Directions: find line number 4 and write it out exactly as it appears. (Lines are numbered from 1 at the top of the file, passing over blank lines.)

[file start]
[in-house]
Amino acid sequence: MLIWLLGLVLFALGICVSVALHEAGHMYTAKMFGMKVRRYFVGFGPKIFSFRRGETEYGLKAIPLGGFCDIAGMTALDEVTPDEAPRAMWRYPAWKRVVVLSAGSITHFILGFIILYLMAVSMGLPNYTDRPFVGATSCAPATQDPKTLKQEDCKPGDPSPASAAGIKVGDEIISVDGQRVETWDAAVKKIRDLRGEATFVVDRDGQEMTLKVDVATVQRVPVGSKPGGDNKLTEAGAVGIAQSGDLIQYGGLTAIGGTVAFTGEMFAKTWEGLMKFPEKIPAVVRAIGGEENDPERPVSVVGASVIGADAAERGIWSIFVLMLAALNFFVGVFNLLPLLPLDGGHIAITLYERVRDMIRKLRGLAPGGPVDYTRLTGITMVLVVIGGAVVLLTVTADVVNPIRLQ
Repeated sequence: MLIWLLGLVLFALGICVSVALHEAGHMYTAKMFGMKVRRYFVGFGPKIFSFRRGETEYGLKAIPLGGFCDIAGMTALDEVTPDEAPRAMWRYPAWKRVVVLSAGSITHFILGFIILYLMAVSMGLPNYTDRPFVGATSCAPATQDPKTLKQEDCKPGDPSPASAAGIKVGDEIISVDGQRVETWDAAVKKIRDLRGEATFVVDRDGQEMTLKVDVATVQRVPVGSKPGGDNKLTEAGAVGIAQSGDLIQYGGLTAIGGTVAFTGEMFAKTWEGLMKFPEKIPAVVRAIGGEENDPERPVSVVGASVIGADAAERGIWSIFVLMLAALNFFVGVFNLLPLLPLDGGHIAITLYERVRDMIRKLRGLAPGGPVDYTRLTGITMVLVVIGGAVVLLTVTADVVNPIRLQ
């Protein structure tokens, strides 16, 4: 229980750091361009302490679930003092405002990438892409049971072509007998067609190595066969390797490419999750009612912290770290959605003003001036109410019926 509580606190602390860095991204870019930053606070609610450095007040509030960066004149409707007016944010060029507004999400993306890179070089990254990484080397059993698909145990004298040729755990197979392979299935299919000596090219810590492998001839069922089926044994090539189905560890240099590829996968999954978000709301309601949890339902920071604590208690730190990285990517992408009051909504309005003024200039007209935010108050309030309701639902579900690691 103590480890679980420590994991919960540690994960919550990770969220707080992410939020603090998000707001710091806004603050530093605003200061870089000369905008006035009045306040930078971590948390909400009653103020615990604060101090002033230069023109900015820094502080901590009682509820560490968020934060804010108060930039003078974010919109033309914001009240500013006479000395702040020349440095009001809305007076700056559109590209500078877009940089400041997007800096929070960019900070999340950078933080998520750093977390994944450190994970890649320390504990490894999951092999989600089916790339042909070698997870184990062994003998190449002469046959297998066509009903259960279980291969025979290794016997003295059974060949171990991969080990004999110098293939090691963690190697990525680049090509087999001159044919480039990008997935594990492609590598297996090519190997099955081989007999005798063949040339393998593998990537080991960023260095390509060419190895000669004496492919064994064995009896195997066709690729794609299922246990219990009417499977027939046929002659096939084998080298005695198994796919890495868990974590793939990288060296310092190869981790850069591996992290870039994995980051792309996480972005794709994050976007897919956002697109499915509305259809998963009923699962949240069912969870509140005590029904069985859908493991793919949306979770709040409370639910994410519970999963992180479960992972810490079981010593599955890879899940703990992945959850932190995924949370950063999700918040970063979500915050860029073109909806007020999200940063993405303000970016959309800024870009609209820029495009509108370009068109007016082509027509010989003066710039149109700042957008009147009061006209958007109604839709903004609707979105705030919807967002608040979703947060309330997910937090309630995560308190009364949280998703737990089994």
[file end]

């Protein structure tokens, strides 16, 4: 229980750091361009302490679930003092405002990438892409049971072509007998067609190595066969390797490419999750009612912290770290959605003003001036109410019926 509580606190602390860095991204870019930053606070609610450095007040509030960066004149409707007016944010060029507004999400993306890179070089990254990484080397059993698909145990004298040729755990197979392979299935299919000596090219810590492998001839069922089926044994090539189905560890240099590829996968999954978000709301309601949890339902920071604590208690730190990285990517992408009051909504309005003024200039007209935010108050309030309701639902579900690691 103590480890679980420590994991919960540690994960919550990770969220707080992410939020603090998000707001710091806004603050530093605003200061870089000369905008006035009045306040930078971590948390909400009653103020615990604060101090002033230069023109900015820094502080901590009682509820560490968020934060804010108060930039003078974010919109033309914001009240500013006479000395702040020349440095009001809305007076700056559109590209500078877009940089400041997007800096929070960019900070999340950078933080998520750093977390994944450190994970890649320390504990490894999951092999989600089916790339042909070698997870184990062994003998190449002469046959297998066509009903259960279980291969025979290794016997003295059974060949171990991969080990004999110098293939090691963690190697990525680049090509087999001159044919480039990008997935594990492609590598297996090519190997099955081989007999005798063949040339393998593998990537080991960023260095390509060419190895000669004496492919064994064995009896195997066709690729794609299922246990219990009417499977027939046929002659096939084998080298005695198994796919890495868990974590793939990288060296310092190869981790850069591996992290870039994995980051792309996480972005794709994050976007897919956002697109499915509305259809998963009923699962949240069912969870509140005590029904069985859908493991793919949306979770709040409370639910994410519970999963992180479960992972810490079981010593599955890879899940703990992945959850932190995924949370950063999700918040970063979500915050860029073109909806007020999200940063993405303000970016959309800024870009609209820029495009509108370009068109007016082509027509010989003066710039149109700042957008009147009061006209958007109604839709903004609707979105705030919807967002608040979703947060309330997910937090309630995560308190009364949280998703737990089994």